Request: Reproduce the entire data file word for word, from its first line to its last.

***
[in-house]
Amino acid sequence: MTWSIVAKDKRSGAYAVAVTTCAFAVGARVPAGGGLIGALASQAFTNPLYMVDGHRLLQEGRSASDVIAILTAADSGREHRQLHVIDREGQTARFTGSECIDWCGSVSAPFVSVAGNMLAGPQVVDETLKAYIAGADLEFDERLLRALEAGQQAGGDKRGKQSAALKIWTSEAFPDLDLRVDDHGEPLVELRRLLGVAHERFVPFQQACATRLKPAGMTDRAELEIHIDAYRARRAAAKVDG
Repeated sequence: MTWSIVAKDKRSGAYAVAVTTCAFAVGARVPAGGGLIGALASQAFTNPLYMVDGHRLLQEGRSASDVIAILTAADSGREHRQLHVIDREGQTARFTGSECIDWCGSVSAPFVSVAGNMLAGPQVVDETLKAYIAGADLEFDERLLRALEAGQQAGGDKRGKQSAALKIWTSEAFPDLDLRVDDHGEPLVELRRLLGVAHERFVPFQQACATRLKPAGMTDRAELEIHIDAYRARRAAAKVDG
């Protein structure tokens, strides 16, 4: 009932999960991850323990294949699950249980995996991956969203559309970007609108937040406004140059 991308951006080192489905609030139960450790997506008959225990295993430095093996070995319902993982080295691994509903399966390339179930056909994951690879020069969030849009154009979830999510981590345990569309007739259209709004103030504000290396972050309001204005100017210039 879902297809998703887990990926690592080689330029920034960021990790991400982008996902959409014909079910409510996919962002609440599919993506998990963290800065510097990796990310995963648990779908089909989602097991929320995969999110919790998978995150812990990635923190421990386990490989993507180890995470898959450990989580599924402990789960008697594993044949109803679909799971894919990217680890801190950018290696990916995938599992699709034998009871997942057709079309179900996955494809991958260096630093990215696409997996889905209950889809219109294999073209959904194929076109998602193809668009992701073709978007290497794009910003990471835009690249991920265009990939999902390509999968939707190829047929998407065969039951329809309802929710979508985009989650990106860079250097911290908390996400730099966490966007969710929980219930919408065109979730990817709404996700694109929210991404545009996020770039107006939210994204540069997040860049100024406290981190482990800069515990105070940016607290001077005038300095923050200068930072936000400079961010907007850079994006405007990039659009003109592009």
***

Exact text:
[in-house]
Amino acid sequence: MTWSIVAKDKRSGAYAVAVTTCAFAVGARVPAGGGLIGALASQAFTNPLYMVDGHRLLQEGRSASDVIAILTAADSGREHRQLHVIDREGQTARFTGSECIDWCGSVSAPFVSVAGNMLAGPQVVDETLKAYIAGADLEFDERLLRALEAGQQAGGDKRGKQSAALKIWTSEAFPDLDLRVDDHGEPLVELRRLLGVAHERFVPFQQACATRLKPAGMTDRAELEIHIDAYRARRAAAKVDG
Repeated sequence: MTWSIVAKDKRSGAYAVAVTTCAFAVGARVPAGGGLIGALASQAFTNPLYMVDGHRLLQEGRSASDVIAILTAADSGREHRQLHVIDREGQTARFTGSECIDWCGSVSAPFVSVAGNMLAGPQVVDETLKAYIAGADLEFDERLLRALEAGQQAGGDKRGKQSAALKIWTSEAFPDLDLRVDDHGEPLVELRRLLGVAHERFVPFQQACATRLKPAGMTDRAELEIHIDAYRARRAAAKVDG
């Protein structure tokens, strides 16, 4: 009932999960991850323990294949699950249980995996991956969203559309970007609108937040406004140059 991308951006080192489905609030139960450790997506008959225990295993430095093996070995319902993982080295691994509903399966390339179930056909994951690879020069969030849009154009979830999510981590345990569309007739259209709004103030504000290396972050309001204005100017210039 879902297809998703887990990926690592080689330029920034960021990790991400982008996902959409014909079910409510996919962002609440599919993506998990963290800065510097990796990310995963648990779908089909989602097991929320995969999110919790998978995150812990990635923190421990386990490989993507180890995470898959450990989580599924402990789960008697594993044949109803679909799971894919990217680890801190950018290696990916995938599992699709034998009871997942057709079309179900996955494809991958260096630093990215696409997996889905209950889809219109294999073209959904194929076109998602193809668009992701073709978007290497794009910003990471835009690249991920265009990939999902390509999968939707190829047929998407065969039951329809309802929710979508985009989650990106860079250097911290908390996400730099966490966007969710929980219930919408065109979730990817709404996700694109929210991404545009996020770039107006939210994204540069997040860049100024406290981190482990800069515990105070940016607290001077005038300095923050200068930072936000400079961010907007850079994006405007990039659009003109592009």